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What does the ‘new normal’ mean for professional communication?

Entrepreneurs | 16 July 2020 | Written by Magali De Reu

As you already know, the past few months have demanded an adapted approach to marketing and communication. But now that the ‘new normal’ is slowly making its presence felt, it’s high time to think about your post-corona communication.

What does the ‘new normal’ mean for professional communication?
What is the best way to work with your stakeholders? Find out here! 

How do you make and keep clients happy? Stay positive and constructive!  I know there’s a good chance you’ve had to deal with sizeable losses in recent weeks and months. For some self-employed people and independents, the coming times will also be punctuated by a big question mark. What is the answer? You may not believe it, but optimism can save you! Not only because you tackle the things you can influence, but also because a positive mindset is worth a lot in terms of image. You do want your collaboration with your clients to make them happy, don’t you? They probably have plenty of their own uncertainties. 

Try to keep discussions and email communication constructive. Emotionally laden messages may be honest, but a stream of negativity won’t help anyone. What should you do if you receive a less-than-pleasant email? What if one of your clients is refusing to pay? Think before you respond, so you can answer with a fresh outlook. 

And before I forget: keep an eye out for ‘corona discounts’ and similar well-intentioned promotions or marketing approaches. A lot of people—yes, even your clients—are currently struggling with ‘corona exhaustion’. Your intentions may be good, but the connotations of corona messages may be a little less positive. 

Maintaining relations with suppliers or subcontractors? Be honest and transparent Of course you want your clients to continue using your products or services. But your own suppliers are hoping for exactly the same from you. Do you normally work together with suppliers and sub-contractors such as consultants? Is your current financial situation making this impossible at the moment? Don’t make the error of avoiding an honest conversation. There’s no point delaying execution; the delayed message hits even harder.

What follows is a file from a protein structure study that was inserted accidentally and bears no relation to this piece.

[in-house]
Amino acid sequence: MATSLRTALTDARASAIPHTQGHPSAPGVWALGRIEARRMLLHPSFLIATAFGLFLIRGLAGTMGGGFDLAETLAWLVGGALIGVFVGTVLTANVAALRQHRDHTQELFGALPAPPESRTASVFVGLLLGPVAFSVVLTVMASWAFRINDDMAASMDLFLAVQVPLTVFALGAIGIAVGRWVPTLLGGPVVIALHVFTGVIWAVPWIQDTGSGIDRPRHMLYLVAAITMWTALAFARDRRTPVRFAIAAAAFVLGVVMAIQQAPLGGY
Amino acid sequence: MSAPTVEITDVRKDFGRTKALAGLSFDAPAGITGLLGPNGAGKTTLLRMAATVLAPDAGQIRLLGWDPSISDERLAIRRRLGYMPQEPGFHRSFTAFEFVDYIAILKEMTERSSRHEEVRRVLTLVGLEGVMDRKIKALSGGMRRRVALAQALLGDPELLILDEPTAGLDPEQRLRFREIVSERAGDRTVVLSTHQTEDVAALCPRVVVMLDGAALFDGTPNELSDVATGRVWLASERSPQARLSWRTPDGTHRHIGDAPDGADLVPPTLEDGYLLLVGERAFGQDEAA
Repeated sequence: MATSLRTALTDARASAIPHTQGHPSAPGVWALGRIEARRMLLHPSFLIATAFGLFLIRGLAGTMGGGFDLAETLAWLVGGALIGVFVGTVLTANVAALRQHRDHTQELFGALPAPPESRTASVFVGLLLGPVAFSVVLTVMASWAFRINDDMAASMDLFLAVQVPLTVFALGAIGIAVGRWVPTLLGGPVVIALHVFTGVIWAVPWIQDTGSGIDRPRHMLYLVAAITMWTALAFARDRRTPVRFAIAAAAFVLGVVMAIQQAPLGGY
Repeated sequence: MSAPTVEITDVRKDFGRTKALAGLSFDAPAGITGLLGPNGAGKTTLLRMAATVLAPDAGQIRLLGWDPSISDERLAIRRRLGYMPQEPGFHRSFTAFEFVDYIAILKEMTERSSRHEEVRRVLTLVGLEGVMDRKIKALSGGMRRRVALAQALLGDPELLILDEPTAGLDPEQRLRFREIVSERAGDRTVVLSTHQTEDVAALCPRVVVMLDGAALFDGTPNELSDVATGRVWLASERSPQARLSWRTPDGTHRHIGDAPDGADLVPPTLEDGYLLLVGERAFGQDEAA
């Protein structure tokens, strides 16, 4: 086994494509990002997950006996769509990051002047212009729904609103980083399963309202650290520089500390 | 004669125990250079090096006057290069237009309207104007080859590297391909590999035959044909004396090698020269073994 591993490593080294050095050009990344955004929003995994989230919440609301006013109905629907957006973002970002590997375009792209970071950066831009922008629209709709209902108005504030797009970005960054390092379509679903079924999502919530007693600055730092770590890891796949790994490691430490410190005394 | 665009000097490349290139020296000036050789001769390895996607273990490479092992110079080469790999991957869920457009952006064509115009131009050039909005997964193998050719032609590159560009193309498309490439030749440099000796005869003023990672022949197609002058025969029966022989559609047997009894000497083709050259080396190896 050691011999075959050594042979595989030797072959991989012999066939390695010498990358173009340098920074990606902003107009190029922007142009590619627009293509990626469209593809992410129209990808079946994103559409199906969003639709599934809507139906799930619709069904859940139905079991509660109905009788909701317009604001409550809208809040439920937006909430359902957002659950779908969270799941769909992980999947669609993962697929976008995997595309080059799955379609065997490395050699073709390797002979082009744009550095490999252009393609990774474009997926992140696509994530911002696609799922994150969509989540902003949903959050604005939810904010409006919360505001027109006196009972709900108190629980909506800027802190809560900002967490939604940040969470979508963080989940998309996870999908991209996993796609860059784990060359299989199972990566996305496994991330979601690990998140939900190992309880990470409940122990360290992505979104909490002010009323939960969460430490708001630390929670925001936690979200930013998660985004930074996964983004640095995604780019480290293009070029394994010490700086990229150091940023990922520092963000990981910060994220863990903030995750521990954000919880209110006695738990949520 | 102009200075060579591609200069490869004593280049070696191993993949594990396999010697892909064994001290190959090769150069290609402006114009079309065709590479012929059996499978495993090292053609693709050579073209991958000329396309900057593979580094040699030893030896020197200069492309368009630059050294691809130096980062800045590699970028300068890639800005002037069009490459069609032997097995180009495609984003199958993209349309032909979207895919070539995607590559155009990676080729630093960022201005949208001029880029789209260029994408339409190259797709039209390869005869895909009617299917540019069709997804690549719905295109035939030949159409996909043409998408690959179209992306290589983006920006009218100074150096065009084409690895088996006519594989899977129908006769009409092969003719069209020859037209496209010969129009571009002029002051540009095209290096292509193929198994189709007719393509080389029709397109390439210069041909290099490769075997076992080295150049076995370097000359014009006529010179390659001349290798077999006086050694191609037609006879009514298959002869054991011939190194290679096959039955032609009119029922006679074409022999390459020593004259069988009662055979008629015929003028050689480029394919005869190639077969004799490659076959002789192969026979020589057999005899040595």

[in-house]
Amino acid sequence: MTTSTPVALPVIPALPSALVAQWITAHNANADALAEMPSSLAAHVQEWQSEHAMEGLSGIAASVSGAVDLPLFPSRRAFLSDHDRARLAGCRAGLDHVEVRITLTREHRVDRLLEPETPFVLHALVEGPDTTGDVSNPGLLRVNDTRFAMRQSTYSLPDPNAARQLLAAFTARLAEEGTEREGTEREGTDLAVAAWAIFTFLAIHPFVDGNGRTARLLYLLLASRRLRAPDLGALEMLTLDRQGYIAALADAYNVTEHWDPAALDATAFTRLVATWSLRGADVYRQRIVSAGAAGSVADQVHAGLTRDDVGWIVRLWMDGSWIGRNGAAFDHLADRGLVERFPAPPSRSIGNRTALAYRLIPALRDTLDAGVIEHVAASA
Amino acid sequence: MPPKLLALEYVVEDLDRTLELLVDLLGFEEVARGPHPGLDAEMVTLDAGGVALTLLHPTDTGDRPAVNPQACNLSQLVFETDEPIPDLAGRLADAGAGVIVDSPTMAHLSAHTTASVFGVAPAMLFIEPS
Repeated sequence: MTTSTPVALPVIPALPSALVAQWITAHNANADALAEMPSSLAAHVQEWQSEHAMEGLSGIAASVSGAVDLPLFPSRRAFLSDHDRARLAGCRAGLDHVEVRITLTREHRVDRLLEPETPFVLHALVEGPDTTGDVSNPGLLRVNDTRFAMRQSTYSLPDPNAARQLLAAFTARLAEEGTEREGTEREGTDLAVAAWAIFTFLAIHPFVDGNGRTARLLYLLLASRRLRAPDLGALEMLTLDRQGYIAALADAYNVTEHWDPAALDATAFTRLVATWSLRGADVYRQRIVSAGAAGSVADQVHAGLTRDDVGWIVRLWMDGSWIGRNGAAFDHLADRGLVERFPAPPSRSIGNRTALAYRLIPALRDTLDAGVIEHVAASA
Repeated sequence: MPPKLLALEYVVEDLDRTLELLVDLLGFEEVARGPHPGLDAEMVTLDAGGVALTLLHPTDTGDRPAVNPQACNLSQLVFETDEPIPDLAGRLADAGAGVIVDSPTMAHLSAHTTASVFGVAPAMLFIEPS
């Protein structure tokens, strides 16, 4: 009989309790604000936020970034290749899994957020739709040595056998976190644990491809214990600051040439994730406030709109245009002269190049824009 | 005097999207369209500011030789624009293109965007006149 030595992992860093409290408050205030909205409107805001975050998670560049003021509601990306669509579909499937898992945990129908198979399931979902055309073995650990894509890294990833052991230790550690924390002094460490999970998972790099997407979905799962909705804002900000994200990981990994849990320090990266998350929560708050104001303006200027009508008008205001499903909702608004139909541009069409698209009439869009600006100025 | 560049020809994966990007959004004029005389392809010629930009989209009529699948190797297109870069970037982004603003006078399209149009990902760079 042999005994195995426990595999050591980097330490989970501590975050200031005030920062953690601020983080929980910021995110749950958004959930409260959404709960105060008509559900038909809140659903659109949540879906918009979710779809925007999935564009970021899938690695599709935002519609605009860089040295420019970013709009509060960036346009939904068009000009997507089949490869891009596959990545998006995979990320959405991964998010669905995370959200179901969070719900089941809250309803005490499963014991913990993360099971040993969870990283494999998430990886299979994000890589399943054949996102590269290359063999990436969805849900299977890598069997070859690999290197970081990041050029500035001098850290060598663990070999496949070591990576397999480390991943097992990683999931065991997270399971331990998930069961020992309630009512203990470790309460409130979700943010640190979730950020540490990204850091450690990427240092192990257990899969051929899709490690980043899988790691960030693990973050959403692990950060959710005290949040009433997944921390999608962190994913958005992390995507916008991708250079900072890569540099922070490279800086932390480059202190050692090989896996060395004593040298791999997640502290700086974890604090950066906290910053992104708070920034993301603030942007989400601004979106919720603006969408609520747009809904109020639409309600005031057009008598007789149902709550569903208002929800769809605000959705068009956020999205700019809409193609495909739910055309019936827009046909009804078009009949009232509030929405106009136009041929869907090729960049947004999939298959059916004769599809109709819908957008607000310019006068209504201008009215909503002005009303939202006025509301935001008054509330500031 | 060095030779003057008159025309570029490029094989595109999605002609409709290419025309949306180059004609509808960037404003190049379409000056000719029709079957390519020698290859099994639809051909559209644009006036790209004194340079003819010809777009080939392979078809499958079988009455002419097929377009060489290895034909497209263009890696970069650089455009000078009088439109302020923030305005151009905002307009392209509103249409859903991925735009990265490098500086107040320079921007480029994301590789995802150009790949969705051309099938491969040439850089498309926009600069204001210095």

Speak in the plainest terms possible. Be honest, but extend a helping hand. Maybe you know another entrepreneur who is currently looking for a profile similar to your sub-contractor. And who wouldn’t be happy with a win-win situation? 

Staff on the books? Be clear and transparentA lot of self-employed people and independents who have one or more employees have had to put them on partial or full unemployment. In some companies, there has even been talk of forced resignation. 

Of course this is painful. Because although you suddenly need to keep all your balls in the air with reduced capacity, your employees may not have any employment security, for the short or the long term.  

As an employer, you can make this situation more bearable. Your staff may be at home, but that doesn’t mean you don’t have to make an effort to maintain your relationships with them. Especially with the War for Talent raging harder than ever before. For many people, the lockdown was a period to think about their further development and their futures. Would you like to keep your valuable employees on board? Offer clarity about the resumption of work. 

Give timely communications about the new or adapted way of working in your organisation. Anticipate prevention measures, provide sufficient opportunities for working from home, motivate your team remotely, respect the social-distancing guidelines and take into account your work-life balance and that of everyone who works in your company. Believe me, they will definitely show their appreciation. 
Do you need more advice, completely tailored to your business? Ask one of our experts!